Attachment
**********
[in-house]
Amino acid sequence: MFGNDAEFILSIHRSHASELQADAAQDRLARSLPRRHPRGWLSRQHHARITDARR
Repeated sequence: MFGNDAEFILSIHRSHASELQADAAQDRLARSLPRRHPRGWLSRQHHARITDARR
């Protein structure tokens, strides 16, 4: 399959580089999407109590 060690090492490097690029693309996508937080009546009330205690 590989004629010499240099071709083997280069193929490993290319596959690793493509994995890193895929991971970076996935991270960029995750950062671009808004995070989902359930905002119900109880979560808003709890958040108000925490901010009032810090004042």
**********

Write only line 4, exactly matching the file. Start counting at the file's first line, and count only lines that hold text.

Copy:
């Protein structure tokens, strides 16, 4: 399959580089999407109590 060690090492490097690029693309996508937080009546009330205690 590989004629010499240099071709083997280069193929490993290319596959690793493509994995890193895929991971970076996935991270960029995750950062671009808004995070989902359930905002119900109880979560808003709890958040108000925490901010009032810090004042």